I can tell you that they are strips of beef sold universally around New England. Most folks cut them into chunks about 2″ x 2″ for portioning and cooking. They are not the west coast “tri-tip” and they are not “flank steak” or “hanger steak” or “flat Iron” steak” – as best I can determine – they are the “tips” cut from a sirloin.
Here is an entertaining and somewhat informative discussion about what steak tips are from Chowhound.
When New Englanders move to other parts, they are known to have friends and relatives fly down with their carry-on luggage full of steak tips to satisfy their hankering of a taste of home! (true stories)
Of course everyone has a marinade they swear by…some use a bottled salad dressing, some use a packet, some invent their own. Terriyaki style tips are very popular too. I usually just take the opportunity to use up the last bits of any vinegar-based salad dressing I might have hanging around. Or if I am making my own marinade it always involves some “Montreal steak seasoning” blend. Whatever your secret blend, no tailgate or family gathering in the summer (or anytime of the year) is complete without “tips on da grill” (typed with Massachusetts accent of course)
They are a standard on restaurant menus as well and local places have legendary followings based on their tips. Like this local joint. (And no they didn’t reimburse me for any promo consideration – but if they are reading and want give me a free dinner – I wouldn’t say no!)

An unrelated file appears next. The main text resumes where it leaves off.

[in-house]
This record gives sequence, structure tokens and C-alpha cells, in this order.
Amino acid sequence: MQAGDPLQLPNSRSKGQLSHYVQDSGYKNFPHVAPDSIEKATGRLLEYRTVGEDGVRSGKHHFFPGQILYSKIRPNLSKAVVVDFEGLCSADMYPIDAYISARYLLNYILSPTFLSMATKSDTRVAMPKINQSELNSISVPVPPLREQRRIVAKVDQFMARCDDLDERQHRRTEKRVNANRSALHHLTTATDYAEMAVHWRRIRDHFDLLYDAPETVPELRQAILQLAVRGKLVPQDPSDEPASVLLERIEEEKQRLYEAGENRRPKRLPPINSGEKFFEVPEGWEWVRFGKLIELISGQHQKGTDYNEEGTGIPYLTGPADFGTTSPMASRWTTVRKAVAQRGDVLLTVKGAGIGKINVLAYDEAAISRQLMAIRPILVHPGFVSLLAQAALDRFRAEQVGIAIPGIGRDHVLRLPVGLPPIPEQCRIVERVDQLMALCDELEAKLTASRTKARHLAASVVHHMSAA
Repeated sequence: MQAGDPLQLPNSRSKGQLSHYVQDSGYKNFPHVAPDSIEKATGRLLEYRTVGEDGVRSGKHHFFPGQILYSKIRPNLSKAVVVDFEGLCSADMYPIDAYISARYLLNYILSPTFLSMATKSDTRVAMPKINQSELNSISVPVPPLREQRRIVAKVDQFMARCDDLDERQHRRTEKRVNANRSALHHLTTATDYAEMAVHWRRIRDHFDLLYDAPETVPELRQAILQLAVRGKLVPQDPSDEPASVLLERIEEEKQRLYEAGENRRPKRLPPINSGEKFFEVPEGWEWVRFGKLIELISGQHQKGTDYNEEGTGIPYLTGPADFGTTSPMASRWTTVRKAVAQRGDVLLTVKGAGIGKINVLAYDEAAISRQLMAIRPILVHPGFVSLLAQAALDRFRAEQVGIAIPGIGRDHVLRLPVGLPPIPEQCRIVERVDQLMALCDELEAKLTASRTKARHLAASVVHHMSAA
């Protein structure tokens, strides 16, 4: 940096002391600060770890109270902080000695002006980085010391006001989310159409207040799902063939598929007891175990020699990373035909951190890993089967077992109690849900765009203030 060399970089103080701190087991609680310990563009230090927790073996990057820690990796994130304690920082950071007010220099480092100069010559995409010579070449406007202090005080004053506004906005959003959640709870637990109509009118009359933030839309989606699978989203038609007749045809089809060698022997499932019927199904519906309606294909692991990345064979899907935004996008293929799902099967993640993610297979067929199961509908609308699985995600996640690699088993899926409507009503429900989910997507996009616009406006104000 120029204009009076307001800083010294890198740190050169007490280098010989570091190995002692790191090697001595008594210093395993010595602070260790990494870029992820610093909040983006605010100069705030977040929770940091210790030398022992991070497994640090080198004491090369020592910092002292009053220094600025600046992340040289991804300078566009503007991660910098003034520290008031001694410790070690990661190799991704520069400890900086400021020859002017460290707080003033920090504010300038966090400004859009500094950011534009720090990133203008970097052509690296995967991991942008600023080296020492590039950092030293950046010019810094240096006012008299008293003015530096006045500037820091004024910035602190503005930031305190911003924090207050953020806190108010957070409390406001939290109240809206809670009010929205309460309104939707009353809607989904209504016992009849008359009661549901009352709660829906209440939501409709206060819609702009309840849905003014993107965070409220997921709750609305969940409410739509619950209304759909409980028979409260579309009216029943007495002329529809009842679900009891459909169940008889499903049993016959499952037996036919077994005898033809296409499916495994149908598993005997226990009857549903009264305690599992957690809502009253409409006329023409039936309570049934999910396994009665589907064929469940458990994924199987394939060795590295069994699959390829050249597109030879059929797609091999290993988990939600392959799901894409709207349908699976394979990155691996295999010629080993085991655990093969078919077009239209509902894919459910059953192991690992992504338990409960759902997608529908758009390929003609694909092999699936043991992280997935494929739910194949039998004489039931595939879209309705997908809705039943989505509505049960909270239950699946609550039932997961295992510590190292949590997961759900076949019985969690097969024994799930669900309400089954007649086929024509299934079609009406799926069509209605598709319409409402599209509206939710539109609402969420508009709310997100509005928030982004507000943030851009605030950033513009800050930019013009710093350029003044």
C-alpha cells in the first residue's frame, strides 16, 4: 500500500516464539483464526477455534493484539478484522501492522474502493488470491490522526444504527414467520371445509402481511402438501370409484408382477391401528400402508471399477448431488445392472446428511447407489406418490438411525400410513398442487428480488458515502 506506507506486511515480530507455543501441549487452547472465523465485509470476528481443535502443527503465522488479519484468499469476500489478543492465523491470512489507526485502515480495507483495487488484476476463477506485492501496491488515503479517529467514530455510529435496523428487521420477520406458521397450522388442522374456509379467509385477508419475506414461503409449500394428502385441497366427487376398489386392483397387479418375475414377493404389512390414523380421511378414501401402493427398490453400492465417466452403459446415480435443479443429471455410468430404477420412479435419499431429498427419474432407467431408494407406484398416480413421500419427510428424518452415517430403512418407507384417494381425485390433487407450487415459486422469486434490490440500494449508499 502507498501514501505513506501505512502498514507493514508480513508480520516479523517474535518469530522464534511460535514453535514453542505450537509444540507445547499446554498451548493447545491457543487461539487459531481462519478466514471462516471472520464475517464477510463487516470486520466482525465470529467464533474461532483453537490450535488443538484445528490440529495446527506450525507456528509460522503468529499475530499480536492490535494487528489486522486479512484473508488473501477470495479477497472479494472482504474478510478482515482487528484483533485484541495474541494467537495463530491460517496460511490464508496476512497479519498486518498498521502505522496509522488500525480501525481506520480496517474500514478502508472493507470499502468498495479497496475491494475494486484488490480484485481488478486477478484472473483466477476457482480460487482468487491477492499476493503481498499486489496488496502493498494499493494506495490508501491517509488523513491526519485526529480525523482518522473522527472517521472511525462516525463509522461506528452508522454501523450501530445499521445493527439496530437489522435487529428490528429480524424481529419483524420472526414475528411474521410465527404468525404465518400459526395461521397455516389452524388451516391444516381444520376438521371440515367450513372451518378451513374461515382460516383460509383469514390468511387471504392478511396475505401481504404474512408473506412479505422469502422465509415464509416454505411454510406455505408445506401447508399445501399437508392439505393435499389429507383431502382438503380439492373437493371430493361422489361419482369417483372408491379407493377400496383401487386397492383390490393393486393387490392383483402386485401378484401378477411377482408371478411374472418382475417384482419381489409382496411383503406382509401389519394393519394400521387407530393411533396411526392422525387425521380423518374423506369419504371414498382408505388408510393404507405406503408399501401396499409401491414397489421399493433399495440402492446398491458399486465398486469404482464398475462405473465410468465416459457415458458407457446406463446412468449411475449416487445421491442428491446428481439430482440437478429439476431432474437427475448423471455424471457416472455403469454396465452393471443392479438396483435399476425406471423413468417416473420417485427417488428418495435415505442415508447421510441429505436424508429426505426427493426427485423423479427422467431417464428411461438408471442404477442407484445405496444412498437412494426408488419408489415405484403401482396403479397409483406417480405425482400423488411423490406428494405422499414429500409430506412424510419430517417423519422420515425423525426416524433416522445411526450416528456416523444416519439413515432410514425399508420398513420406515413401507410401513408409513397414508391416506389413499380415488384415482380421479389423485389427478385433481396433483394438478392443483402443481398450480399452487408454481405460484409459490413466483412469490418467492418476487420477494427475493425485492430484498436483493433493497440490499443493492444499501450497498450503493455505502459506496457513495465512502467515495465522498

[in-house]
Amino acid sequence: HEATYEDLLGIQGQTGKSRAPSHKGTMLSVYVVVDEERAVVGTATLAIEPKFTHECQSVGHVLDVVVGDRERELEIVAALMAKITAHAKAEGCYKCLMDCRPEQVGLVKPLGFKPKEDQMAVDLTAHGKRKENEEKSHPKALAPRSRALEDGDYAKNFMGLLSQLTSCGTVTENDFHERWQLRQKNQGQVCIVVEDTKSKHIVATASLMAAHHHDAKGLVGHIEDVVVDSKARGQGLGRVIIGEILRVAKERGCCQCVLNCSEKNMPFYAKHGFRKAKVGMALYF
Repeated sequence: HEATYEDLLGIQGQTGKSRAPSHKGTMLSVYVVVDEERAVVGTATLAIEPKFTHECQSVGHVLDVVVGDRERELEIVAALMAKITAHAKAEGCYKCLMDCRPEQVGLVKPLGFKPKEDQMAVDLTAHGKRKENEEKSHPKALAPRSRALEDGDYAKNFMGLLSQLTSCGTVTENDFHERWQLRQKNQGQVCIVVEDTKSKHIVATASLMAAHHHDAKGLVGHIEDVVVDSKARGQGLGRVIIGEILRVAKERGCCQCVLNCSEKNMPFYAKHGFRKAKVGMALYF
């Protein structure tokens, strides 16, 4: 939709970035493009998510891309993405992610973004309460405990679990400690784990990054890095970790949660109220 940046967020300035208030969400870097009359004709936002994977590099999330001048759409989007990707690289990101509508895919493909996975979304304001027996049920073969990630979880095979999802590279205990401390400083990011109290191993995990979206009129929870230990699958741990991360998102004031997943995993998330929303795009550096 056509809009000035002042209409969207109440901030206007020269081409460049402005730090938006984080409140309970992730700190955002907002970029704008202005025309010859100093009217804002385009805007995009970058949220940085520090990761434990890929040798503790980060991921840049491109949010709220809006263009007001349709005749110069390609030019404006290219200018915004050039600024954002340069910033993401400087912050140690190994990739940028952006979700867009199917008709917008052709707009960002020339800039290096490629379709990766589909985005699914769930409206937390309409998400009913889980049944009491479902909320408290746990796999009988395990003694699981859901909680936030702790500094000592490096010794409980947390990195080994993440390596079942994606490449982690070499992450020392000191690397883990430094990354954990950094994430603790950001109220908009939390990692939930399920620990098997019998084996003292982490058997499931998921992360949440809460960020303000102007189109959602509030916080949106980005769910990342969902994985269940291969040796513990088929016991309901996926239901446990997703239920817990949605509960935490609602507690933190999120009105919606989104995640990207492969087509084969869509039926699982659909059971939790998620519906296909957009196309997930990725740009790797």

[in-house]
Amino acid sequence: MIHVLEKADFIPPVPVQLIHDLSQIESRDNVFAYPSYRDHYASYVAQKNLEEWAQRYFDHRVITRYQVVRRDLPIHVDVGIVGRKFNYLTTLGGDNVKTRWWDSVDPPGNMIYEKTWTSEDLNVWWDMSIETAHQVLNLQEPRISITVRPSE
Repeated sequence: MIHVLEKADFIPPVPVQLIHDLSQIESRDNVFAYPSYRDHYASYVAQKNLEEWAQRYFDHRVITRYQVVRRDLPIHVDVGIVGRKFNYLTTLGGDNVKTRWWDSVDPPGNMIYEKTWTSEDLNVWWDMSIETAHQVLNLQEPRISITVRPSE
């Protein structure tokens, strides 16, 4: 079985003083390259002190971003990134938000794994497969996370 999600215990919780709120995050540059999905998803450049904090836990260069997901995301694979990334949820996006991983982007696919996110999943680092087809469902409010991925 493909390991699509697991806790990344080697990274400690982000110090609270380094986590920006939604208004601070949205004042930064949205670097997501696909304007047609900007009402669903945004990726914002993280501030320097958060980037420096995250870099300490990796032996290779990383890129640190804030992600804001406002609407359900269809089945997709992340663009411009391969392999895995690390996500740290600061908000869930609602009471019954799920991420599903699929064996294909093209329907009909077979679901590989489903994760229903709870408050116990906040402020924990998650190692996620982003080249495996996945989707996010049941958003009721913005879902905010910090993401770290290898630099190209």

Well whatever they are, I am glad I live in New England so I can eat them….
I love me a good salad, but don’t overlook that pile of tips back there!
If anybody out there – butchers, chefs, cooks alike can enlighten me -please do so at: cabinetstewATyahooDOTcom!
Wednesday is “Prince® Spaghetti Day” if you didn’t already know that. But you probably did because their commercial ran for something like 13 years straight! That is commercial where Anthony is running home for dinner through the famed North End neighborhood of Boston. Who hasn’t yelled “Anthony” at least once in their life in that same famous way as his mother did!
I am a bit embarrassed to admit that although I knew they filmed the commercial in Boston’s famous Italian North End, I had no idea it was because this is where the pasta company started, back in 1912, on Prince Street! duh!
So it being the 100th birthday and all, I decided to have an urban hike and visit all the famous locations in the North End.
Above: The original window as it appeared in the 1969 commercial
As it looks today in 2013 – not much has changed
Above: as it looks now in 2013 – not much has changed – just cars and roof decks!
Of course I had to track down the original location of the pasta company…or wait is it across the street from this corner? So hard to tell now that the location has been converted to high-end condos! Well anyway this is the corner of Thatcher and Prince street in the vicinity of #92.